Grabbing posts with Python and RSS

Fredrik Lundh | July 2007

In Grabbing posts with Python, I used JSON to fetch recent posts from the link management site.


Here’s another approach, which uses their RSS interface instead, and a simple RSS 1.0 parser built on ElementTree:

import urllib
import xml.etree.ElementTree as ET # Python 2.5
# import elementtree.ElementTree as ET

def RSS(tag): return "{}" + tag
def DC(tag): return "{}" + tag

class Post(object):
    def __init__(self, item): = item.findtext(RSS("link"))
        self.title = item.findtext(RSS("title"))
        self.description = item.findtext(RSS("description"))
        self.pubdate = item.findtext(DC("date"))
        self.tags = item.findtext(DC("subject"), "").split()

def getposts(user, tag=""):
    if isinstance(tag, tuple):
        tag = "+".join(tag)
    uri = "" % (user, tag)
    tree = ET.parse(urllib.urlopen(uri))
    return map(Post, tree.getiterator(RSS("item")))

Note that the parser has a limited understanding of the RSS format; it just locates all RSS 1.0 item elements in the document, and pulls out the relevant subelements using findtext.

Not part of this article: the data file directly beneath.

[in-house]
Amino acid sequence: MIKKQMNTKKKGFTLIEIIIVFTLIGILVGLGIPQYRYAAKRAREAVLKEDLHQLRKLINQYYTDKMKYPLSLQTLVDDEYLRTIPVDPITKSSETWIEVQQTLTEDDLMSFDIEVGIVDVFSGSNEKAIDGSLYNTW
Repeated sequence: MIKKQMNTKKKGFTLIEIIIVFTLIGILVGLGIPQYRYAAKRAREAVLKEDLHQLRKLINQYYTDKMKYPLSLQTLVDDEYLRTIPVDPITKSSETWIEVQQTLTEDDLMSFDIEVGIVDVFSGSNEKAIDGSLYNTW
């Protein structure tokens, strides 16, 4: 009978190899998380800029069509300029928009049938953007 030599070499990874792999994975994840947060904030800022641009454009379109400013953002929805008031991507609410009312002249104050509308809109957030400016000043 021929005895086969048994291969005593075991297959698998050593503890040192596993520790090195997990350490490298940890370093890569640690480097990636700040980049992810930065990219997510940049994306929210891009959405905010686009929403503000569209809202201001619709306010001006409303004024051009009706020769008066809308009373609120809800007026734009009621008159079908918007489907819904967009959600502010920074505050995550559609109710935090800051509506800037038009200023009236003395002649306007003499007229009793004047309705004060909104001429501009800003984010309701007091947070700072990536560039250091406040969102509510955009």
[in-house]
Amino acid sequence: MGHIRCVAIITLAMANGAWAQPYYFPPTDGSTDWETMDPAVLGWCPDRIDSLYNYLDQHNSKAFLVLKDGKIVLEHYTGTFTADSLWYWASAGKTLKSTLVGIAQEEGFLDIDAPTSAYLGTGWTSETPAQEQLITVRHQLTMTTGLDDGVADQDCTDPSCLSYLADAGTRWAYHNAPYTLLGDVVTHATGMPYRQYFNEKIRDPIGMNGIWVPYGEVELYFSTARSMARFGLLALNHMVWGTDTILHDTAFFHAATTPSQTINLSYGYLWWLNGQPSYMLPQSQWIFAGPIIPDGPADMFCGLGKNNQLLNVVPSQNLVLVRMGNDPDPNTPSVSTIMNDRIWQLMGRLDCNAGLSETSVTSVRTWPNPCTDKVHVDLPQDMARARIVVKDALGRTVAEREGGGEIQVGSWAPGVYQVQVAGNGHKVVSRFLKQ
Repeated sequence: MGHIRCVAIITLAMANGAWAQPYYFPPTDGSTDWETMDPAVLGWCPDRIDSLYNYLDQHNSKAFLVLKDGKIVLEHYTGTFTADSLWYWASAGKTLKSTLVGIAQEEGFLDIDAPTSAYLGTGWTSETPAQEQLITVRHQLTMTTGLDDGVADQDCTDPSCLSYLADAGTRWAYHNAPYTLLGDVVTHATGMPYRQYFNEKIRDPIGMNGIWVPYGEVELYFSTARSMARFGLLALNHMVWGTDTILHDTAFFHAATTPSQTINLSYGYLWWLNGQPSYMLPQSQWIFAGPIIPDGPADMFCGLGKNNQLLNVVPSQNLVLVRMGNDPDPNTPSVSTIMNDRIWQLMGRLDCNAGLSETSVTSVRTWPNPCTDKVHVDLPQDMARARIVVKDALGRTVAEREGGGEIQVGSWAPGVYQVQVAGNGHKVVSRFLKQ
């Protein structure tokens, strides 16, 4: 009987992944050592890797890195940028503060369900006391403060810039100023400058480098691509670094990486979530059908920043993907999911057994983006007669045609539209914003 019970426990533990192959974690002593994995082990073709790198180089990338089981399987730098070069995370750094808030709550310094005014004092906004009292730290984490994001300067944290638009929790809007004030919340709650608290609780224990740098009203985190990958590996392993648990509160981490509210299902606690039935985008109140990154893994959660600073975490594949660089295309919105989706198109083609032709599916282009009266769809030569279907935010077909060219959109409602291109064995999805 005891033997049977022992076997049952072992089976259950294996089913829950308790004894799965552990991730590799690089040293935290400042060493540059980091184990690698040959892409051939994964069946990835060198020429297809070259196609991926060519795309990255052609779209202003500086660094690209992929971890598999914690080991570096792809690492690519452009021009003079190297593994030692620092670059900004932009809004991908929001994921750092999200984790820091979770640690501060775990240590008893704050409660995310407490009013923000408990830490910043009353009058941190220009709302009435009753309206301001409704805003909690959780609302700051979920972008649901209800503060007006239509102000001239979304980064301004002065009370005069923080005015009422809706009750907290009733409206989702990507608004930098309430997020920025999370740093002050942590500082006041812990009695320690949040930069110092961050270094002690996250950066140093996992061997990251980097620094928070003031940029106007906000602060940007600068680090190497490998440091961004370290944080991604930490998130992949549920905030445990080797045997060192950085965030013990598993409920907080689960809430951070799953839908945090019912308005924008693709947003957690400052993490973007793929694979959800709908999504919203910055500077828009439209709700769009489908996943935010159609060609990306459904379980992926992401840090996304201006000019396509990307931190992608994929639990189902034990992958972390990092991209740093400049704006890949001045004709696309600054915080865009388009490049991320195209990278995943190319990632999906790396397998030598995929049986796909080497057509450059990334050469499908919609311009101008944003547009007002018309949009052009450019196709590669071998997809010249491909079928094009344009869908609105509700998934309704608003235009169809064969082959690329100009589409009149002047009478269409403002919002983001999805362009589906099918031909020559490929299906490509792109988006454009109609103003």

To try it out, you can do something like:

for post in getposts("effbot"):
    print, post.tags


Which, when I write this, gives me something like: ['humor', 'training'] ['fun', 'music'] ['berglin'] ['berglin'] ['animals']

See the previous article for more tips and tricks.

Lazy Parsing

The version of getposts used above pulls in the entire RSS document, and then uses getiterator to locate all item elements. Another, somewhat more elegant approach is to use ET’s iterparse interface to parse the document as it arrives, and yield populated Post objects as they’re being created:

def getposts(user, tag=""):
    if isinstance(tag, tuple):
        tag = "+".join(tag)
    uri = "" % (user, tag)
    for event, elem in ET.iterparse(urllib.urlopen(uri)):
        if elem.tag == RSS("item"):
            yield Post(elem)

This version has lower latency and uses less memory than the first version.


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